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Australian ETF industry continues growth trajectory


Despite dramatic sharemarket volatility in the last quarter of 2018, the Australian ETF industry grew 13 per cent in the year, ending the year at AUD41 billion in FUM, up AUD5 billion from AUD36 billion in 2017, according to the BetaShares Australian ETF Review – End of Year Review 2018.  

As a result of sharp market falls at year’s end, all the year’s industry growth came from net inflows, with AUD6.2 billion flowing into the industry – representing the second highest annual flows on record.
To put this result into context, the Global ETF industry also recorded its second highest year of inflows, receiving USD516 billion. However, significant asset value depreciation caused total global ETF funds under management to end the year at USD4.8 trillion, approximately the same level as 2017.
BetaShares’ CEO, Alex Vynokur, says: “In the year that just concluded, there has been a strong correlation between what we’ve seen happen in the local ETF market and globally, particularly as relates to net inflows.’’
In addition, the Australian industry did break a meaningful record in 2018, namely, annual trading values, with trading activity levels increasing 14 per cent from 2017 to over AUD36 billion.
“The liquidity benefits of ETFs are being increasingly appreciated by Australian investors. We expect trading values to continue growing as ETFs become an increasingly mainstream way to express investment views, both long term and tactical,” adds Vynokur.
For the fourth year in a row, international equities ranked as the number one category for inflows, attracting AUD2.9B of net inflows during 2018. Australian equities followed with AUD1.5 billion, with fixed income closely behind with AUD1.3 billion of net inflows.
“Using ETFs for international exposure really illustrates many of their key benefits, for example, allowing investors to easily diversify portfolios, lower portfolio costs and access opportunities in sectors which have historically been hard for Australians to access,” says Vynokur.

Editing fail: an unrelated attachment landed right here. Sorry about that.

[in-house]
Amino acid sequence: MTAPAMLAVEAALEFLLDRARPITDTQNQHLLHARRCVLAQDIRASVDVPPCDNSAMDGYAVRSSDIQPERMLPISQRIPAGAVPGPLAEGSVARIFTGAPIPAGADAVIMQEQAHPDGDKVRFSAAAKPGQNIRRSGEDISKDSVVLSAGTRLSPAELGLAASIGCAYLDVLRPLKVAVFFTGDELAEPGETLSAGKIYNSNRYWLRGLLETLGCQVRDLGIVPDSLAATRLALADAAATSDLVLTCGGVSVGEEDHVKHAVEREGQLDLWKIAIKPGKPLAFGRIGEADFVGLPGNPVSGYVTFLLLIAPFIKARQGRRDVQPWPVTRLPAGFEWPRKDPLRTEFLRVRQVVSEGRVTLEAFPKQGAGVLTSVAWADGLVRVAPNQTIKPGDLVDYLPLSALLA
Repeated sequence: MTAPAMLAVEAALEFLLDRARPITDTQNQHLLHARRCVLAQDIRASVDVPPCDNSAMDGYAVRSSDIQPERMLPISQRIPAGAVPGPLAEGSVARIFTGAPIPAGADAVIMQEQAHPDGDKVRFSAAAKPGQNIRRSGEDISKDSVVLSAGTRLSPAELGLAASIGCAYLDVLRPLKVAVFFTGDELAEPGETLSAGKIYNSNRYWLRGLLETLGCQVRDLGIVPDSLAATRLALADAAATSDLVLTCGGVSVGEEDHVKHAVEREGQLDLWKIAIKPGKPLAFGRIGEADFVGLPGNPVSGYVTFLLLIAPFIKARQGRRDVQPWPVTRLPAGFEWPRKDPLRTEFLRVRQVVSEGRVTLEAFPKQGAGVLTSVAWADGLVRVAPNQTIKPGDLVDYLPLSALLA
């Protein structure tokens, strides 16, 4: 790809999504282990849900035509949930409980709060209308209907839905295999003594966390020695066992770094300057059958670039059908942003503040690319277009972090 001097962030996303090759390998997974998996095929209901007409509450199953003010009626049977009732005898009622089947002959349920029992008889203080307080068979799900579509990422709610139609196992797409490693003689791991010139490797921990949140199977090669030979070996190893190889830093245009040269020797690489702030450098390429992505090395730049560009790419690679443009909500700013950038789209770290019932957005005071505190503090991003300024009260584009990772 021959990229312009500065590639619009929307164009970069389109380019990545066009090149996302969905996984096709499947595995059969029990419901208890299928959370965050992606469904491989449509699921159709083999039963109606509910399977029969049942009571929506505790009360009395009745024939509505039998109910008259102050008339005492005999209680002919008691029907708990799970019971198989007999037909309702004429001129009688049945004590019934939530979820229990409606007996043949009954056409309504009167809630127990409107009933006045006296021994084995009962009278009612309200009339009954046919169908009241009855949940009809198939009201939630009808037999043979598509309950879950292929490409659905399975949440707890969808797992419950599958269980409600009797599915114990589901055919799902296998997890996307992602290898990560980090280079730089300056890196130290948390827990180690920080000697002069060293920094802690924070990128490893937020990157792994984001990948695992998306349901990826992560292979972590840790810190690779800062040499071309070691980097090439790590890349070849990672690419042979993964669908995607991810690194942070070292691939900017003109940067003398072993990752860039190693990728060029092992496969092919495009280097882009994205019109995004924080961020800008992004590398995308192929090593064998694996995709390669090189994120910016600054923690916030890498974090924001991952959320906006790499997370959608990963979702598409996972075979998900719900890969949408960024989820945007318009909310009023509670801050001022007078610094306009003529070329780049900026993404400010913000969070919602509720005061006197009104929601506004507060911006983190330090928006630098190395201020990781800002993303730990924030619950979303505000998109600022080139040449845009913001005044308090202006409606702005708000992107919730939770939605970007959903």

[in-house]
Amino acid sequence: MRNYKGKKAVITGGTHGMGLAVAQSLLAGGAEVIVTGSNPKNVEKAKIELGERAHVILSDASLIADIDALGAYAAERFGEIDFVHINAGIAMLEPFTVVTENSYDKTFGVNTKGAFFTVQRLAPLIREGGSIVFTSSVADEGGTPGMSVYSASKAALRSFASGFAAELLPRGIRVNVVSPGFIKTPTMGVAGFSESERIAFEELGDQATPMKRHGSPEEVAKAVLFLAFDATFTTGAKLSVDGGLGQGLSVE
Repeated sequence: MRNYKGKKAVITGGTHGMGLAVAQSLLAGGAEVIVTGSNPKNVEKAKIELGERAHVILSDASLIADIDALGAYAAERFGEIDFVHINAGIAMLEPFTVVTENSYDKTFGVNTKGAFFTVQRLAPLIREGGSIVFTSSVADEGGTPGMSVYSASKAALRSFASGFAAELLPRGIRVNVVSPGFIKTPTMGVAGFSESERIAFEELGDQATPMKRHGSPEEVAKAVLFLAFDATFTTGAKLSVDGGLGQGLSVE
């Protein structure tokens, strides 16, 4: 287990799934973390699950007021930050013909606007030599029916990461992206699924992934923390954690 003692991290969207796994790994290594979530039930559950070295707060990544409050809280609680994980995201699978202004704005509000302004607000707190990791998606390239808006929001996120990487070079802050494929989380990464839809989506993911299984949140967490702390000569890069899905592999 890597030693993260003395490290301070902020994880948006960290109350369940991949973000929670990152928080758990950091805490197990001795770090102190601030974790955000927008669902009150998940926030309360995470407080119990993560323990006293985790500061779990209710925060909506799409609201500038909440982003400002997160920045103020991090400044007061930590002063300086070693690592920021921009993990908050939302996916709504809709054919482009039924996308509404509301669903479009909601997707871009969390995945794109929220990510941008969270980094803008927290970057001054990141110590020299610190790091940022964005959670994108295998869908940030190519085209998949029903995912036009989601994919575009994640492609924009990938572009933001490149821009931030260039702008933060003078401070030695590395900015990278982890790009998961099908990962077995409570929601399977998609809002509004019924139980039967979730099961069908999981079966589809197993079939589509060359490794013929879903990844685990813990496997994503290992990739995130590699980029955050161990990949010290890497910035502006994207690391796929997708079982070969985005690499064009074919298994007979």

In addition, with the growing number of Australians reaching retirement age, it is likely that defensive asset classes such as fixed income will continue to benefit from increased allocations during 2019.
“Australian investors typically hold an underweight exposure to fixed income, although more are starting to increase allocations to this asset class as a defensive shield for their portfolios,” says Vynokur. “Given current product innovation, we believe that it’s very possible that fixed income ETFs could surpass Australian Equities products to become the second most popular category in 2019.” 
Product development was a defining feature of 2018, with 38 funds launched across the industry – the second highest number recorded, increasing from 31 in 2017.
2018 also saw a total of seven product closures from ETF providers iShares and ETF Securities, bringing the total number of exchange traded products trading on the ASX to 247.
When looking at flows by style of exchange traded product, passive products captured the lion’s share of net inflows with 88 per cent (AUD5.4B), with vanilla index-tracking products remaining the dominant category at 78 per cent of net flows in 2018. ‘Smart-beta’ products received 9 per cent (AUD578m) during the year.
Interestingly, in 2018 smart-beta products were outsold by Active ETFs, which received 12 per cent of net inflows. The Active ETF sector continued its growth trajectory with AUD770m of net inflows recorded during the year, up from AUD610 million in 2017.
“As predicted in our 2017 review, Active ETFs have continued to grow in popularity with nine new products launched during the year. We expect further growth and more Active ETF products to be launched throughout 2019,” says Vynokur. “While the decline in asset prices muted the growth of the ETF industry in Australia during 2018, the strong unit growth means that as asset prices recover, we should see a bumper growth period ahead. As such, we expect the ETF industry to end 2019 at approximately AUD50 billion.”

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